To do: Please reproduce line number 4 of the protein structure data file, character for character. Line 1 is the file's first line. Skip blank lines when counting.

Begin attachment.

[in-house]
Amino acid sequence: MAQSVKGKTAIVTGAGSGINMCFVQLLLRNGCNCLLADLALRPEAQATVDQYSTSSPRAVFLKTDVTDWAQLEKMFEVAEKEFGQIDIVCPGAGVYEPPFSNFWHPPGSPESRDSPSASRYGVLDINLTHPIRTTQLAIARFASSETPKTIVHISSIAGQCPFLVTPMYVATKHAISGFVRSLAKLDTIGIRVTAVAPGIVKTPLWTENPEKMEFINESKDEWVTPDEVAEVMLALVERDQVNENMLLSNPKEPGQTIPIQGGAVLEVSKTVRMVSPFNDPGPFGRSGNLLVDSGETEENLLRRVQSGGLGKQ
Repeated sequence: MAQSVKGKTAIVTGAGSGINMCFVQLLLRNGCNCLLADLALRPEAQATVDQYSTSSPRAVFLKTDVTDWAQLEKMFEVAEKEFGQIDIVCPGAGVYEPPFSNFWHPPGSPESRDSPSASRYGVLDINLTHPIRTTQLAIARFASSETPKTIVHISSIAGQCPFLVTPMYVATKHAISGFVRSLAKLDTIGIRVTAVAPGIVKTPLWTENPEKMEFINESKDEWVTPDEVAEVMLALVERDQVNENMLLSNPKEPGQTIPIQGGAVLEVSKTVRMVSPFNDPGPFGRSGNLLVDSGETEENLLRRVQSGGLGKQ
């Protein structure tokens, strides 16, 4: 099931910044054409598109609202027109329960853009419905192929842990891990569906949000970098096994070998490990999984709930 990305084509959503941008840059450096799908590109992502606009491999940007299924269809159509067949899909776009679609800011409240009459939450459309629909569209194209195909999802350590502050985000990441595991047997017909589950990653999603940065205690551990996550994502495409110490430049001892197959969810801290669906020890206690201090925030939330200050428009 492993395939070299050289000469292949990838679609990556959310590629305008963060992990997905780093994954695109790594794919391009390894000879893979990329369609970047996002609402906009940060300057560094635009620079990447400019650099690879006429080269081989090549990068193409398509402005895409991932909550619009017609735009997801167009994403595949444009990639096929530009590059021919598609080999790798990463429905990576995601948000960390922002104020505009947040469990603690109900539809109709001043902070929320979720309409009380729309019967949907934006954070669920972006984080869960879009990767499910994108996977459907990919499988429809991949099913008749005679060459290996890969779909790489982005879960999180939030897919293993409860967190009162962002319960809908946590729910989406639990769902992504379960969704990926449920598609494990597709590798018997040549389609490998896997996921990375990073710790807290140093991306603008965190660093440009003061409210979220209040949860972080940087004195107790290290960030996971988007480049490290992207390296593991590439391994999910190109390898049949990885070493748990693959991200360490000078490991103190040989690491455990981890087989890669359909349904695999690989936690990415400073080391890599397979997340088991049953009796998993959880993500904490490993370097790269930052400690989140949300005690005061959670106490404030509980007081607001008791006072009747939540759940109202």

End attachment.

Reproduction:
């Protein structure tokens, strides 16, 4: 099931910044054409598109609202027109329960853009419905192929842990891990569906949000970098096994070998490990999984709930 990305084509959503941008840059450096799908590109992502606009491999940007299924269809159509067949899909776009679609800011409240009459939450459309629909569209194209195909999802350590502050985000990441595991047997017909589950990653999603940065205690551990996550994502495409110490430049001892197959969810801290669906020890206690201090925030939330200050428009 492993395939070299050289000469292949990838679609990556959310590629305008963060992990997905780093994954695109790594794919391009390894000879893979990329369609970047996002609402906009940060300057560094635009620079990447400019650099690879006429080269081989090549990068193409398509402005895409991932909550619009017609735009997801167009994403595949444009990639096929530009590059021919598609080999790798990463429905990576995601948000960390922002104020505009947040469990603690109900539809109709001043902070929320979720309409009380729309019967949907934006954070669920972006984080869960879009990767499910994108996977459907990919499988429809991949099913008749005679060459290996890969779909790489982005879960999180939030897919293993409860967190009162962002319960809908946590729910989406639990769902992504379960969704990926449920598609494990597709590798018997040549389609490998896997996921990375990073710790807290140093991306603008965190660093440009003061409210979220209040949860972080940087004195107790290290960030996971988007480049490290992207390296593991590439391994999910190109390898049949990885070493748990693959991200360490000078490991103190040989690491455990981890087989890669359909349904695999690989936690990415400073080391890599397979997340088991049953009796998993959880993500904490490993370097790269930052400690989140949300005690005061959670106490404030509980007081607001008791006072009747939540759940109202």